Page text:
Fed and feeder cattle markets have been trending lower throughout the fall and early winter as the market contends with growing beef supplies and lacklustre demand. Alberta packers were buying fed cattle in the range of $158 to $160 in mid-December while pen closeout breakeven values are closer to $200.
Cold storage stocks of beef and pork are sharply higher than year-ago levels and wholesale beef prices remain under pressure. January and February are months of seasonally low beef demand, which is making it difficult to clean up the backlog of market-ready supplies in the feedlots.
Canada is in a full-blown recession and keep in mind we consume most of the beef domestically. Canadian consumers are overwhelmed with household debt and the high tax structure is slowing higher-end beef consumption. Feeding margins have been sharply negative since September.
Margins are negative
Earlier in fall, there was hope the market would recover which led feedlots and backgrounding operators to buy cattle without being able to lock in a profitable margin. However, the reality is setting in and feeder cattle purchases are now reflecting the profitability in the deferred months. Central Alberta prices for higher-quality 850-pound steers dropped below the magical $200 level in December with active trade from $184 to $189, which is down about $50 from year-ago levels.
U.S. feedlots are contending with a marginal increase in cattle-on-feed numbers. The year-over-year increase in the U.S. calf crop will continue to enhance feedlot inventories throughout 2016. Currently, feedlots in Canada and the U.S. are backed up with market-ready supplies and carcass weights are sharply above year-ago levels. Canadian exports of fed cattle to the U.S are running 48 per cent behind year-ago levels due to the burdensome supply situation.
U.S. beef stocks have been building in the final quarter of 2015 due to larger pork and poultry production. Pork production during the third was up over 500 million pounds in comparison to last year while fourth-quarter production was up 350 million pounds. Weakness in pork values has slowed beef consumption as consumers remain price conscious with rising household debt. Looking forward, U.S. beef production is projected to experience a year-over-year increase of nearly 300 million pounds in the first quarter of 2016, which will be followed by a 400-million pound increase in the second quarter. The market needs to move to low enough levels to encourage domestic consumption or offshore movement. The strong U.S. greenback has tempered exports to Southeast Asia where currencies have deteriorated.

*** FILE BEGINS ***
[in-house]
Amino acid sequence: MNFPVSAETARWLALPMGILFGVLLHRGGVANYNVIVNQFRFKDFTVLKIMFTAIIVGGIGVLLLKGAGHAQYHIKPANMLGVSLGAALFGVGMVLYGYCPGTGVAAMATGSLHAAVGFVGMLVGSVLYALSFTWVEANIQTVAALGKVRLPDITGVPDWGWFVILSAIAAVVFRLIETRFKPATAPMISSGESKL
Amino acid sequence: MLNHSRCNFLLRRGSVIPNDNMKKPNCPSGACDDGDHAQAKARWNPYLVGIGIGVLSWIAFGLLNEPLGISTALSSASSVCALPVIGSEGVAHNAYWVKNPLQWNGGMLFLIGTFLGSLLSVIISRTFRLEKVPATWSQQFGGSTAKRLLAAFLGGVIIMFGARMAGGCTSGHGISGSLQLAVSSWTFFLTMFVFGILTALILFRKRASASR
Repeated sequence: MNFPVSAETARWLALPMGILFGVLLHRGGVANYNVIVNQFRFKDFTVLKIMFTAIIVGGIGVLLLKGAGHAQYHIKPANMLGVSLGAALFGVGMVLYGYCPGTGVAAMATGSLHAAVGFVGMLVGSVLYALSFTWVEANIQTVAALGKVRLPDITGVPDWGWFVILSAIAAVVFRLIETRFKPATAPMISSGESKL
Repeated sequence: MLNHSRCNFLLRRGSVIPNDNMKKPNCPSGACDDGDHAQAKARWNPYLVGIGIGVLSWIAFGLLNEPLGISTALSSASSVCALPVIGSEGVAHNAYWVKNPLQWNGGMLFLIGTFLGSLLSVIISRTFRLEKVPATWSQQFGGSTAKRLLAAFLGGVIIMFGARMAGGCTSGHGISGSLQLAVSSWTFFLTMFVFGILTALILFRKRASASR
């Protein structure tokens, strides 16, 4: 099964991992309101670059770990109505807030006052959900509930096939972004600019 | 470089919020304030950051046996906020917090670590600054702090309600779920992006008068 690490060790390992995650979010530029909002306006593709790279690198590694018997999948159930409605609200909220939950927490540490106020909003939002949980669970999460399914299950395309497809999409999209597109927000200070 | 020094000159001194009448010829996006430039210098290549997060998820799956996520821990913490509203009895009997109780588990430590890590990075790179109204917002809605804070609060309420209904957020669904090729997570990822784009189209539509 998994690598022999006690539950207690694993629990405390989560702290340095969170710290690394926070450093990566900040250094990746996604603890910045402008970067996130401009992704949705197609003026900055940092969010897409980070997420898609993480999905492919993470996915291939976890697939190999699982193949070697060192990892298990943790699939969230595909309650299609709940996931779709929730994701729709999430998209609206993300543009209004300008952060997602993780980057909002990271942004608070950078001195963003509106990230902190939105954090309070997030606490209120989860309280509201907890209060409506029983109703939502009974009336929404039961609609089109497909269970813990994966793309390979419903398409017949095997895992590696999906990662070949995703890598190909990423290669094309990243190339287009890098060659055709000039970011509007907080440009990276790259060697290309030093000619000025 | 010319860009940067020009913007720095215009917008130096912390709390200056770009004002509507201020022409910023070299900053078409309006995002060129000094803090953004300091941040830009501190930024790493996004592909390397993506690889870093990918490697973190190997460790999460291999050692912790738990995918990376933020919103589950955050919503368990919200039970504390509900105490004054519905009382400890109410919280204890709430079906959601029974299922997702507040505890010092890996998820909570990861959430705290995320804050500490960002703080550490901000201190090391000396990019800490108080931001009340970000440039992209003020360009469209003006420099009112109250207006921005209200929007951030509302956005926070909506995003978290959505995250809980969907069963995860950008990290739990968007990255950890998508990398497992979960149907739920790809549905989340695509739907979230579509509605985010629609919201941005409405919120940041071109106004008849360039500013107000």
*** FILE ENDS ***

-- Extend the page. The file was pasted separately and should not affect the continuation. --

Alberta and Saskatchewan cattle-on-feed inventories as of December 1 were up two per cent over year-ago levels while November placements were up four per cent. Canadian exports of feeder cattle to the U.S. are running 32 per cent behind last year and this trend will continue into 2016. Therefore, domestic Canadian feedlots need to absorb larger supplies of feeder cattle.
The Canadian beef market is feeling the effects of the recession with rising unemployment levels and lower consumer spending. Federal income is forecasted to drop sharply as the revenues deteriorate. Transfer payments to the provinces will be cut drastically in the New Year. Unfortunately, it looks like the worst part of the Canadian recession is yet to come and no amount of government stimulus will offset low oil prices and spending contraction. Tax hikes, rising household debt along with the surge in costs of imported goods will constrain the average consumer beyond imagination. Food inflation will be a hot topic in 2016.
The fed cattle market is expected to trend lower into February, which will spill-over into the feeder complex. I estimate it will take a couple months for feedlots to become current with market-ready supplies on both sides of the border. Rising beef production will temper any rallies. The market will likely overextend to the downside for both the fed and feeder cattle. Therefore, I feel the next opportunity will be to buy lighter-weight calves in early spring that will come on the market in the final quarter of 2016.
In the short term, I feel the feeder market could drop an additional $20 to $30 from current levels. Given the projected price of fed cattle, 800-pound steers Western Canada need to trade around $180 so that feedlots can be profitable. Cow-calf producers can expect the market to remain under pressure until we see prices come in line. After a prolonged period of negative feeding margins, feedlots typically abruptly back away from the market as equity erodes. We need to see one full round of feeding losses before the feeder market stabilizes. Cattle producers have once again realized how quickly and drastically the market can change within a short amount of time.